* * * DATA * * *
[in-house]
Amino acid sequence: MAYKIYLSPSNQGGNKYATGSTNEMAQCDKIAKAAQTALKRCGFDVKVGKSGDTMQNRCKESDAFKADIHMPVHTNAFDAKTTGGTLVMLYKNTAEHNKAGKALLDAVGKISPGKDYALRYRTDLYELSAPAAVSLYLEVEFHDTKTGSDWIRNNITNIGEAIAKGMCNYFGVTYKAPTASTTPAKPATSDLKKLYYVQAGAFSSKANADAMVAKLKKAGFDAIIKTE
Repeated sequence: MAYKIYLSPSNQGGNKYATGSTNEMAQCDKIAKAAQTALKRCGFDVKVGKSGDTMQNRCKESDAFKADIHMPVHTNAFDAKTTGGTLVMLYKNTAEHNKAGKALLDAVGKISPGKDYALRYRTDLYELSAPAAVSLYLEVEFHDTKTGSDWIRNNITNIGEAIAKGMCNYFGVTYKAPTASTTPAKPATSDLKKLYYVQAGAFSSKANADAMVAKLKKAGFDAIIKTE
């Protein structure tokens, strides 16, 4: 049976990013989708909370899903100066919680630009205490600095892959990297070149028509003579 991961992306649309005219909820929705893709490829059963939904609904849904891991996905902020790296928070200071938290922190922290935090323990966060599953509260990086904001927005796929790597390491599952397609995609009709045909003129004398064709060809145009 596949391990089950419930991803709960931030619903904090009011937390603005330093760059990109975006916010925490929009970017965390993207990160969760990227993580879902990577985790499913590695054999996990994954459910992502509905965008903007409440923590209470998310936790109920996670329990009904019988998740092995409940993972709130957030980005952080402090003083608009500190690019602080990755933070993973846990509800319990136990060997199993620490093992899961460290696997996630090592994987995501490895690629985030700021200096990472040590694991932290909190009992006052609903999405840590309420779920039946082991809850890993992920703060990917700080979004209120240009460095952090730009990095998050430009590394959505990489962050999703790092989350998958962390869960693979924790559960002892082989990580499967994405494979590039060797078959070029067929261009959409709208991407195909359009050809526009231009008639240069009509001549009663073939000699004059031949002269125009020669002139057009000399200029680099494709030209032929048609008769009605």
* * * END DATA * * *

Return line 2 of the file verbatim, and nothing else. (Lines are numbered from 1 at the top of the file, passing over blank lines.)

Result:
Amino acid sequence: MAYKIYLSPSNQGGNKYATGSTNEMAQCDKIAKAAQTALKRCGFDVKVGKSGDTMQNRCKESDAFKADIHMPVHTNAFDAKTTGGTLVMLYKNTAEHNKAGKALLDAVGKISPGKDYALRYRTDLYELSAPAAVSLYLEVEFHDTKTGSDWIRNNITNIGEAIAKGMCNYFGVTYKAPTASTTPAKPATSDLKKLYYVQAGAFSSKANADAMVAKLKKAGFDAIIKTE